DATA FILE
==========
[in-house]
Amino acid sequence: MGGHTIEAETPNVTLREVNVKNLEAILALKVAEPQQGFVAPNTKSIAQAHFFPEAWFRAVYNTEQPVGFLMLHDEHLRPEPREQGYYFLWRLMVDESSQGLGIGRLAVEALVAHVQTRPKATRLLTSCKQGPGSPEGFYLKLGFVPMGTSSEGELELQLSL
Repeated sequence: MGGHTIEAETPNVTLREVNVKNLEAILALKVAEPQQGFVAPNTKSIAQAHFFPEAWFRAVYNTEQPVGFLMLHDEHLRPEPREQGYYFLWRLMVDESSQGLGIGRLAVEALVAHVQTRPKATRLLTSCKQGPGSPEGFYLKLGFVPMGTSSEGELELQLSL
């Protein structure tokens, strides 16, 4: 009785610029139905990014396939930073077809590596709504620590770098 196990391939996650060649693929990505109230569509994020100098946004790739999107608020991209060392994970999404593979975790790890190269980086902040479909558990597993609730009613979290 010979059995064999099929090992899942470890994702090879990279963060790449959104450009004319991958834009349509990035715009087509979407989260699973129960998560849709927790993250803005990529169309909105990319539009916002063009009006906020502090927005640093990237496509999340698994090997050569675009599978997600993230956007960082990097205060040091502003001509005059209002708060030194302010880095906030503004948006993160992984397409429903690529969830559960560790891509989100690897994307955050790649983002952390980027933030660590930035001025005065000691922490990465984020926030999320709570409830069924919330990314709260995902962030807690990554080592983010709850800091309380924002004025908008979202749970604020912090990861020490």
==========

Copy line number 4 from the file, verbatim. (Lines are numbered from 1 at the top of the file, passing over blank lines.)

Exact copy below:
């Protein structure tokens, strides 16, 4: 009785610029139905990014396939930073077809590596709504620590770098 196990391939996650060649693929990505109230569509994020100098946004790739999107608020991209060392994970999404593979975790790890190269980086902040479909558990597993609730009613979290 010979059995064999099929090992899942470890994702090879990279963060790449959104450009004319991958834009349509990035715009087509979407989260699973129960998560849709927790993250803005990529169309909105990319539009916002063009009006906020502090927005640093990237496509999340698994090997050569675009599978997600993230956007960082990097205060040091502003001509005059209002708060030194302010880095906030503004948006993160992984397409429903690529969830559960560790891509989100690897994307955050790649983002952390980027933030660590930035001025005065000691922490990465984020926030999320709570409830069924919330990314709260995902962030807690990554080592983010709850800091309380924002004025908008979202749970604020912090990861020490």